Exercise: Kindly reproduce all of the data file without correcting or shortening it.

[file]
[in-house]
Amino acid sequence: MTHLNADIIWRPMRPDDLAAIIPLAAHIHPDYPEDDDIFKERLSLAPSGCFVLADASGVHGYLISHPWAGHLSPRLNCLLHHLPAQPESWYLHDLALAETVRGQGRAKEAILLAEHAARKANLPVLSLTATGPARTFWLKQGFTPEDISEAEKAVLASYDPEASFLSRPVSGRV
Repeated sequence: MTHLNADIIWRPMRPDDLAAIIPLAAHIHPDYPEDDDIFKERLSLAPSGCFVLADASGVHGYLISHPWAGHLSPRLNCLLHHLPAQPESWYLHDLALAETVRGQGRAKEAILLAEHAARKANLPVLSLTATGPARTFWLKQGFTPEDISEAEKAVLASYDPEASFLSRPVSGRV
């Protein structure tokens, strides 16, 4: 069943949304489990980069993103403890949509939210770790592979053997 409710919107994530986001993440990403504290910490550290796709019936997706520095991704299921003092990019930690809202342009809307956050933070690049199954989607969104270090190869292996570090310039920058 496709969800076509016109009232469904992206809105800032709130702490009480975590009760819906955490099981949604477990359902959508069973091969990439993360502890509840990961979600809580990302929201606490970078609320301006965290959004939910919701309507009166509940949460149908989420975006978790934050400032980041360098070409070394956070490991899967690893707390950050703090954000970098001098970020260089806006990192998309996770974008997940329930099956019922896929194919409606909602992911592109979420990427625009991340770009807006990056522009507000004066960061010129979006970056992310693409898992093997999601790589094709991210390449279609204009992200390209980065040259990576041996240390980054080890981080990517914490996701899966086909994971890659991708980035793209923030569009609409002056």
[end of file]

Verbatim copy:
[in-house]
Amino acid sequence: MTHLNADIIWRPMRPDDLAAIIPLAAHIHPDYPEDDDIFKERLSLAPSGCFVLADASGVHGYLISHPWAGHLSPRLNCLLHHLPAQPESWYLHDLALAETVRGQGRAKEAILLAEHAARKANLPVLSLTATGPARTFWLKQGFTPEDISEAEKAVLASYDPEASFLSRPVSGRV
Repeated sequence: MTHLNADIIWRPMRPDDLAAIIPLAAHIHPDYPEDDDIFKERLSLAPSGCFVLADASGVHGYLISHPWAGHLSPRLNCLLHHLPAQPESWYLHDLALAETVRGQGRAKEAILLAEHAARKANLPVLSLTATGPARTFWLKQGFTPEDISEAEKAVLASYDPEASFLSRPVSGRV
């Protein structure tokens, strides 16, 4: 069943949304489990980069993103403890949509939210770790592979053997 409710919107994530986001993440990403504290910490550290796709019936997706520095991704299921003092990019930690809202342009809307956050933070690049199954989607969104270090190869292996570090310039920058 496709969800076509016109009232469904992206809105800032709130702490009480975590009760819906955490099981949604477990359902959508069973091969990439993360502890509840990961979600809580990302929201606490970078609320301006965290959004939910919701309507009166509940949460149908989420975006978790934050400032980041360098070409070394956070490991899967690893707390950050703090954000970098001098970020260089806006990192998309996770974008997940329930099956019922896929194919409606909602992911592109979420990427625009991340770009807006990056522009507000004066960061010129979006970056992310693409898992093997999601790589094709991210390449279609204009992200390209980065040259990576041996240390980054080890981080990517914490996701899966086909994971890659991708980035793209923030569009609409002056």